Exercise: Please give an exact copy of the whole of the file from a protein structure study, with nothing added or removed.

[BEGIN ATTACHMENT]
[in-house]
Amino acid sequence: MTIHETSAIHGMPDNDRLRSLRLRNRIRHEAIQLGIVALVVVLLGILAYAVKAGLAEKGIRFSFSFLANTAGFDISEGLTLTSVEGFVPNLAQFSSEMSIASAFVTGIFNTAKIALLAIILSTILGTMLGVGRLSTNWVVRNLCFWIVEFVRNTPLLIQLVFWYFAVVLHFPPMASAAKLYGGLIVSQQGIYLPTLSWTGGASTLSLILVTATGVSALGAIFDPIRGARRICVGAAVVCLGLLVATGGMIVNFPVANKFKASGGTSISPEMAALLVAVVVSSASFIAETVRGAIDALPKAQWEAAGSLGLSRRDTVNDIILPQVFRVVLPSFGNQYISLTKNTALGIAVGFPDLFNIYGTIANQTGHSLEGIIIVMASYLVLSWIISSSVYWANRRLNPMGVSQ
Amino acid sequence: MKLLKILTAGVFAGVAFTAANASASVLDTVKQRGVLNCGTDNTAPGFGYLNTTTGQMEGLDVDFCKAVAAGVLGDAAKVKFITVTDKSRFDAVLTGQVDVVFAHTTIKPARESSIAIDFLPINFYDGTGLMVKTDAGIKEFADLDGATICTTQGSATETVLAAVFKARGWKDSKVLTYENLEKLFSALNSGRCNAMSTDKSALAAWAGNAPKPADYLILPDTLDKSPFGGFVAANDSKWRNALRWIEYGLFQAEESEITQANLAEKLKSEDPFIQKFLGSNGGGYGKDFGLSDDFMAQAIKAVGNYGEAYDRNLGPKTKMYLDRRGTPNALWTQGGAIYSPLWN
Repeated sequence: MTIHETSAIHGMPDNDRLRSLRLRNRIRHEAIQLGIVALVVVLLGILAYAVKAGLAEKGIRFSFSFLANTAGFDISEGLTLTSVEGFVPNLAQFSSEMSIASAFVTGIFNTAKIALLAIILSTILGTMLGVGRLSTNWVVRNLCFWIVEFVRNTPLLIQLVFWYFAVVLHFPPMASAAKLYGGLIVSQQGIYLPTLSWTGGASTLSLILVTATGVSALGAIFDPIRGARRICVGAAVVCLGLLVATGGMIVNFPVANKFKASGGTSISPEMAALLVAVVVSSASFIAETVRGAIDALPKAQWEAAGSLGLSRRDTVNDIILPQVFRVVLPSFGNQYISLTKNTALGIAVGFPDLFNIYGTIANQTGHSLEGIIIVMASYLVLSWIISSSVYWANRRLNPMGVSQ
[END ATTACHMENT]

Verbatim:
[in-house]
Amino acid sequence: MTIHETSAIHGMPDNDRLRSLRLRNRIRHEAIQLGIVALVVVLLGILAYAVKAGLAEKGIRFSFSFLANTAGFDISEGLTLTSVEGFVPNLAQFSSEMSIASAFVTGIFNTAKIALLAIILSTILGTMLGVGRLSTNWVVRNLCFWIVEFVRNTPLLIQLVFWYFAVVLHFPPMASAAKLYGGLIVSQQGIYLPTLSWTGGASTLSLILVTATGVSALGAIFDPIRGARRICVGAAVVCLGLLVATGGMIVNFPVANKFKASGGTSISPEMAALLVAVVVSSASFIAETVRGAIDALPKAQWEAAGSLGLSRRDTVNDIILPQVFRVVLPSFGNQYISLTKNTALGIAVGFPDLFNIYGTIANQTGHSLEGIIIVMASYLVLSWIISSSVYWANRRLNPMGVSQ
Amino acid sequence: MKLLKILTAGVFAGVAFTAANASASVLDTVKQRGVLNCGTDNTAPGFGYLNTTTGQMEGLDVDFCKAVAAGVLGDAAKVKFITVTDKSRFDAVLTGQVDVVFAHTTIKPARESSIAIDFLPINFYDGTGLMVKTDAGIKEFADLDGATICTTQGSATETVLAAVFKARGWKDSKVLTYENLEKLFSALNSGRCNAMSTDKSALAAWAGNAPKPADYLILPDTLDKSPFGGFVAANDSKWRNALRWIEYGLFQAEESEITQANLAEKLKSEDPFIQKFLGSNGGGYGKDFGLSDDFMAQAIKAVGNYGEAYDRNLGPKTKMYLDRRGTPNALWTQGGAIYSPLWN
Repeated sequence: MTIHETSAIHGMPDNDRLRSLRLRNRIRHEAIQLGIVALVVVLLGILAYAVKAGLAEKGIRFSFSFLANTAGFDISEGLTLTSVEGFVPNLAQFSSEMSIASAFVTGIFNTAKIALLAIILSTILGTMLGVGRLSTNWVVRNLCFWIVEFVRNTPLLIQLVFWYFAVVLHFPPMASAAKLYGGLIVSQQGIYLPTLSWTGGASTLSLILVTATGVSALGAIFDPIRGARRICVGAAVVCLGLLVATGGMIVNFPVANKFKASGGTSISPEMAALLVAVVVSSASFIAETVRGAIDALPKAQWEAAGSLGLSRRDTVNDIILPQVFRVVLPSFGNQYISLTKNTALGIAVGFPDLFNIYGTIANQTGHSLEGIIIVMASYLVLSWIISSSVYWANRRLNPMGVSQ